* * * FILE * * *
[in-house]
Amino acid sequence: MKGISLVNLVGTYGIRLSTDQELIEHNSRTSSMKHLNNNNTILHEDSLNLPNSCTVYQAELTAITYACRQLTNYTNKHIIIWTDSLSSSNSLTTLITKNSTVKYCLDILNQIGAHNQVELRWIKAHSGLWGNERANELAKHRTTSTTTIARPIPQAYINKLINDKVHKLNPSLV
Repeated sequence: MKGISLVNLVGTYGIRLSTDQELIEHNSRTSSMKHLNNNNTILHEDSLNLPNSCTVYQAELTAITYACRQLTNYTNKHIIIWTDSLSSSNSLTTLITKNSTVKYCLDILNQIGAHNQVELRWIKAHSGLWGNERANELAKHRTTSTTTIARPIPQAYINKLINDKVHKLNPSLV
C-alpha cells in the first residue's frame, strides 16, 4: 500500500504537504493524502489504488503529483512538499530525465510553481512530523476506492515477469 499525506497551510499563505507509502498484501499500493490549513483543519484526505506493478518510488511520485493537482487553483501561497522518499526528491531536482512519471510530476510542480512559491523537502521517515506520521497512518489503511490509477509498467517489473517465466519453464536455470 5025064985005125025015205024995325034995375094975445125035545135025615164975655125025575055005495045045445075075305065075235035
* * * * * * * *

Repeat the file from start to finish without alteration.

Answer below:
[in-house]
Amino acid sequence: MKGISLVNLVGTYGIRLSTDQELIEHNSRTSSMKHLNNNNTILHEDSLNLPNSCTVYQAELTAITYACRQLTNYTNKHIIIWTDSLSSSNSLTTLITKNSTVKYCLDILNQIGAHNQVELRWIKAHSGLWGNERANELAKHRTTSTTTIARPIPQAYINKLINDKVHKLNPSLV
Repeated sequence: MKGISLVNLVGTYGIRLSTDQELIEHNSRTSSMKHLNNNNTILHEDSLNLPNSCTVYQAELTAITYACRQLTNYTNKHIIIWTDSLSSSNSLTTLITKNSTVKYCLDILNQIGAHNQVELRWIKAHSGLWGNERANELAKHRTTSTTTIARPIPQAYINKLINDKVHKLNPSLV
C-alpha cells in the first residue's frame, strides 16, 4: 500500500504537504493524502489504488503529483512538499530525465510553481512530523476506492515477469 499525506497551510499563505507509502498484501499500493490549513483543519484526505506493478518510488511520485493537482487553483501561497522518499526528491531536482512519471510530476510542480512559491523537502521517515506520521497512518489503511490509477509498467517489473517465466519453464536455470 5025064985005125025015205024995325034995375094975445125035545135025615164975655125025575055005495045045445075075305065075235035